Thursday, 30 September 2010

The Mouths of Sauron

The Mouth of Sauron? Attorney-General, Chris Finlayson, has very unwisely stepped from the sidelines of the dispute between Sir Peter Jackson and NZ Actors Equity to voice his support for the legal claims of Hollywood's Dark Lords.

"UNION" – it’s such a small word, and yet a person’s reaction to it can tell you so much about them. Indeed, to my mind there is no better test of character than the choices people make when confronted with an industrial dispute. The current stoush between the producers of The Hobbit and the union representing New Zealand’s actors has proved especially revealing in this regard.

Sir Peter Jackson’s response has been particularly disappointing. To most New Zealanders, Sir Peter is the epitome of Kiwi can-do-ism. He’s the man who did what no one believed could be done in the time-frame no one believed it could be done in. His hugely successful Lord of the Rings trilogy not only brought Tolkien’s magical prose to life on the cinema screen, it also presented New Zealand’s wild and unspoiled beauty to an astonished world.

So audacious was Sir Peter’s LOTR project that Kiwi actors, extras and technicians fell over themselves to help him. From the point of view of this country’s creative community (if not the trilogy’s hard-nosed Hollywood backers) LOTR was a demonstration of what New Zealanders could do. Sir Peter became the maestro of one vast, collective labour of love.

It made his name, and it made him a very considerable fortune – which none of us begrudged him. His success was our success.

And that’s what makes his response to NZ Actors Equity’s request for dialogue so very, very disappointing. Instead of siding with the people who helped to make him the movie mogul he is today, he’s sided with the Hollywood bosses.

Just imagine how much more New Zealanders would have loved and admired him if he had said to the industry big-wigs: "Look, guys, we were willing to under-sell ourselves once – just to show you what we could do. But now that we Kiwis have proved we’re the equal of film-makers anywhere, it’s time to pay us accordingly."

Sadly, what he actually did when push came to shove was become a union-buster.

The response has been fascinating.

The Attorney-General, Chris Finlayson, has weighed in on Hollywood’s behalf by asserting that any negotiations with "Independent Contractors" would constitute price-fixing under s30 of the Commerce Act.

This is extraordinary, but Mr Finlayson’s price-fixing argument is one with which the American trade unions would be all-too-familiar – going all the way back to the Sherman Act of 1890.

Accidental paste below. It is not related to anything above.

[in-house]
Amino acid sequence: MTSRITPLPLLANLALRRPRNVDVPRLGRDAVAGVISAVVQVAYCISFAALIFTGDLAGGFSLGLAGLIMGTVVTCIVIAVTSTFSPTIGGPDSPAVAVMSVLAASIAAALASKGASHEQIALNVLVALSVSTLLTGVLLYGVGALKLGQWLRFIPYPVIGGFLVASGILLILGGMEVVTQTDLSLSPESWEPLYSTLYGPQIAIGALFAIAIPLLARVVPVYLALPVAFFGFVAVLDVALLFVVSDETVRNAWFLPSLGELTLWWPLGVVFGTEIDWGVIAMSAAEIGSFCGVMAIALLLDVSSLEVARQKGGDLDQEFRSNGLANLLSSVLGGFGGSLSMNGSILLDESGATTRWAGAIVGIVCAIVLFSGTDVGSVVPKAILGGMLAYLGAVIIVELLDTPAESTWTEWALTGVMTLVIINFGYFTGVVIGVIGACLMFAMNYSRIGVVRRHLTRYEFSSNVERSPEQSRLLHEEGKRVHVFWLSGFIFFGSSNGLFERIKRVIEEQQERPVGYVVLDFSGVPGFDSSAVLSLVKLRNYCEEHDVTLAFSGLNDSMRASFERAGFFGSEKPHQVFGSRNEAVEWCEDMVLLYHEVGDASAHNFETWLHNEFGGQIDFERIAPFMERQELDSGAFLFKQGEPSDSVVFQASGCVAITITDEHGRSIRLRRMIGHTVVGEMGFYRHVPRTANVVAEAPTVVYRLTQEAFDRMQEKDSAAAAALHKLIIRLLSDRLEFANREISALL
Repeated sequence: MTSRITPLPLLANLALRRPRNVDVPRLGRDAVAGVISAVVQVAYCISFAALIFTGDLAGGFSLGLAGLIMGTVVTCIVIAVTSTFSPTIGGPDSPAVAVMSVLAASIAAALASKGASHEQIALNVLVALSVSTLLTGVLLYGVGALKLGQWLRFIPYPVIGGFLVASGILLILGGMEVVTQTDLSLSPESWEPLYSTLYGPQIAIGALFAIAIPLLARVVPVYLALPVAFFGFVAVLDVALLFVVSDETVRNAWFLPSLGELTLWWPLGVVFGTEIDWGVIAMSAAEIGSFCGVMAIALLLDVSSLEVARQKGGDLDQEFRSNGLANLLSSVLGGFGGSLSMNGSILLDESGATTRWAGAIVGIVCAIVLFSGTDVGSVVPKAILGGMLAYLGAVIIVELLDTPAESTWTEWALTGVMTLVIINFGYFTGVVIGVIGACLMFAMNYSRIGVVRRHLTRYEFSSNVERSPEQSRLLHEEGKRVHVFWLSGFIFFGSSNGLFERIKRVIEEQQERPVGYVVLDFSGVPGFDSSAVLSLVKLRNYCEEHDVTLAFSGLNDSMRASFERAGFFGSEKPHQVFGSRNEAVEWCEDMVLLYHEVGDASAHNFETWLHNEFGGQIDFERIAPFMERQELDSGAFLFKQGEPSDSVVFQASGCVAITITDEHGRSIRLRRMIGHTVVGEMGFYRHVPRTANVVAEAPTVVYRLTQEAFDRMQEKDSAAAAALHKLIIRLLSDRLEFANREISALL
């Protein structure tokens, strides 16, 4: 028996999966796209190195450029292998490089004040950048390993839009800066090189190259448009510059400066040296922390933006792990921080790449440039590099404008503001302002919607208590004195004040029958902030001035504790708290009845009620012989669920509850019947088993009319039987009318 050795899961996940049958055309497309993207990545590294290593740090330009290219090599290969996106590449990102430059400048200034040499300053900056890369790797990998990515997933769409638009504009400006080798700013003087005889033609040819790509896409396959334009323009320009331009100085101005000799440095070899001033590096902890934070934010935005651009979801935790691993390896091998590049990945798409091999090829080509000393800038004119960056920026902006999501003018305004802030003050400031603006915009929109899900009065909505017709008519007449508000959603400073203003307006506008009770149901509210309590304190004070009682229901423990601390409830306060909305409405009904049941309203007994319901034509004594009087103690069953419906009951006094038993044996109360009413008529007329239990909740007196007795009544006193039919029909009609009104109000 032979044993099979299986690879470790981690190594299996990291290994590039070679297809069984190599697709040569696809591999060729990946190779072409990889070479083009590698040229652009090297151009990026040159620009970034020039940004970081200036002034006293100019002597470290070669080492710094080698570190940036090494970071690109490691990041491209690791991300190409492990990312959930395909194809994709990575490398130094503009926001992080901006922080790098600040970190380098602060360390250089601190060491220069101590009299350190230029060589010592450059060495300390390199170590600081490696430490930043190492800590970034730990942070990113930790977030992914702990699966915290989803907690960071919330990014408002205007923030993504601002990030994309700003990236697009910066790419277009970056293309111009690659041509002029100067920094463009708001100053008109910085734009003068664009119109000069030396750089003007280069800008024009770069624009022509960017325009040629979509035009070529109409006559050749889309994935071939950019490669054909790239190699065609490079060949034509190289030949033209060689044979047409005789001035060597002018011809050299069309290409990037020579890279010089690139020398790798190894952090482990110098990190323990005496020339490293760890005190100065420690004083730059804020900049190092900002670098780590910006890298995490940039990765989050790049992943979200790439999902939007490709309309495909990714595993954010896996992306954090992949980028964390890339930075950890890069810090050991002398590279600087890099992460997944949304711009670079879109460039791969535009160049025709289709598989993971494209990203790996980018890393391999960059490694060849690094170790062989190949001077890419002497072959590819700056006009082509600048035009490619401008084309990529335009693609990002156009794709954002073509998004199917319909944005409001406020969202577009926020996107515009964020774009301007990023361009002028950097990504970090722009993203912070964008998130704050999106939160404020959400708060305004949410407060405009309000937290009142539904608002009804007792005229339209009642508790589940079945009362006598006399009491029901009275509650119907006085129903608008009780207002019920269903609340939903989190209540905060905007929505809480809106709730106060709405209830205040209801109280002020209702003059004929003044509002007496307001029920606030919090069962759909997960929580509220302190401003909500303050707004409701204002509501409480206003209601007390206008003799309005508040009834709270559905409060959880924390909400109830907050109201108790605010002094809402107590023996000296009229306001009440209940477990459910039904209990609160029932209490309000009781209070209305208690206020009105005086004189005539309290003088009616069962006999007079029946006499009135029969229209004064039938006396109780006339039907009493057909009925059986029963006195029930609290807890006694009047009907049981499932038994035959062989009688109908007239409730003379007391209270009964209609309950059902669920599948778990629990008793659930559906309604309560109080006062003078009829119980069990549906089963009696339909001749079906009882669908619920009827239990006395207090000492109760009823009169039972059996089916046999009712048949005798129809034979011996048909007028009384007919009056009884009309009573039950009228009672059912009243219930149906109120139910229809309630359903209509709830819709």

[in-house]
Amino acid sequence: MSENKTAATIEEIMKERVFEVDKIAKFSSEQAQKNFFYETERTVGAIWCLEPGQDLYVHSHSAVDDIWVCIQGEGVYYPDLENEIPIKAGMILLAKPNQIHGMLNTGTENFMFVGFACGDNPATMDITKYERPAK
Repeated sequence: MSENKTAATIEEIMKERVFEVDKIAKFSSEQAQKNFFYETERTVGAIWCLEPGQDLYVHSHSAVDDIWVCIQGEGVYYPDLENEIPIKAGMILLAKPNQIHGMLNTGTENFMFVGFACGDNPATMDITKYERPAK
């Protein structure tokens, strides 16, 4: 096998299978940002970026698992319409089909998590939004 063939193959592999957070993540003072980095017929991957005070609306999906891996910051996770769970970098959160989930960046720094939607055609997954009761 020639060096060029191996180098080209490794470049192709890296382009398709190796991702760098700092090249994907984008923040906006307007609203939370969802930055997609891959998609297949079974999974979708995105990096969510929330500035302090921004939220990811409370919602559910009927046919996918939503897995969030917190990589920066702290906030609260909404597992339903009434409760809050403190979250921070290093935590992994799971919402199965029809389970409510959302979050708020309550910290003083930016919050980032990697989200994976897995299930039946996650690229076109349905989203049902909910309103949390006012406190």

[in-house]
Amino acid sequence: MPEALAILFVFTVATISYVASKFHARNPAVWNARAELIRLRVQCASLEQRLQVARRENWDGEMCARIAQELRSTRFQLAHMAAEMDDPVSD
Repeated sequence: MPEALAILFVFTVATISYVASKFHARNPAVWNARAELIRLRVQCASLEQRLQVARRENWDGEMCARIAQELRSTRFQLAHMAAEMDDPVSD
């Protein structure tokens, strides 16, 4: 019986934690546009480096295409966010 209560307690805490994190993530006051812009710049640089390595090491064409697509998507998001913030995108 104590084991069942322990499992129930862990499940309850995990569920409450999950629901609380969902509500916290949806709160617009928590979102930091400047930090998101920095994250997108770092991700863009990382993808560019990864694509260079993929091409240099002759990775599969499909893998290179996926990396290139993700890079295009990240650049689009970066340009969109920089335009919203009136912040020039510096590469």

The Sherman Act was originally intended to combat the anti-competitive behaviour of monopolistic big-business "trusts" like Standard Oil, but was seized upon by anti-union employers as a way of preventing unions (which they characterised as "cartels" of workers) from acting as a "restraint of trade" by collectively "fixing" the price of their labour.

Section 30 of the Commerce Act outlaws any contract which sets out to, "or is likely to have the effect of fixing, controlling, or maintaining, or providing for the fixing, controlling, or maintaining, of the price for goods or services". So, any attempt by a group of contractors (i.e. actors) to collectively establish a common price for their services would indeed be illegal.

Needless to say, Sir Peter and his Holywood mates have gone to considerable lengths to ensure that everybody who wishes to participate in their productions does so as an "Independent Contractor" – not as an employee.

There is, of course, nothing to prevent Sir Peter from hiring actors, extras and technicians as "fixed-term employees". Nothing, that is, except the obligation which he would then have to recognise their union, bargain with it in good faith, and afford its members all the rights enjoyed by other New Zealand workers.

The Attorney-General knows this, of course, but has entered the fray on the Employers’ side anyway. Unwisely, I would say, in light of the fact that since the mid-1980s Cabinet Ministers have sensibly elected to remain "on the sidelines" of industrial disputes to which the Crown is not a party.

But Sir Peter and Mr Finlayson are not the only people whose behaviour has given us cause for consternation over the past few days.

What should we make of the well-known media personality and (of all people) the film producer (!) who rolled up to the NZ Actors Equity union-meeting in Grey Lynn expecting to be admitted? How would these gentlemen react, I wonder, if Equity’s Frances Walsh appeared outside their production meetings expecting to join their discussions?

It’s sad really. The neoliberal model of industrial relations has been in place for so long that a whole generation has grown up without the faintest knowledge of what it means to stand together in unity, or to express solidarity with a group of workers under attack.

Since we’ve been discussing Tolkein’s works, let me close with a passage from Lord of the Rings. It concerns the messenger of the Dark Lord, Sauron.

Tolkien describes him thus:

The rider was robed all in black, and black was his lofty helm; yet this was no Ringwraith but a living man. The Lieutenant of the Tower of Barad-dur he was, and his name is remembered in no tale; for he himself had forgotten it, and he said: ‘I am the Mouth of Sauron.’

It is to be hoped that all the mouthpieces of Neoliberalism: all the men and women who long ago forgot what it means to stand in solidarity with their fellow New Zealanders; all the "industry people" who have spent the last few days doing everything they could to undermine the unity of NZ Actors Equity; suffer the same fate as Sauron’s evil messenger.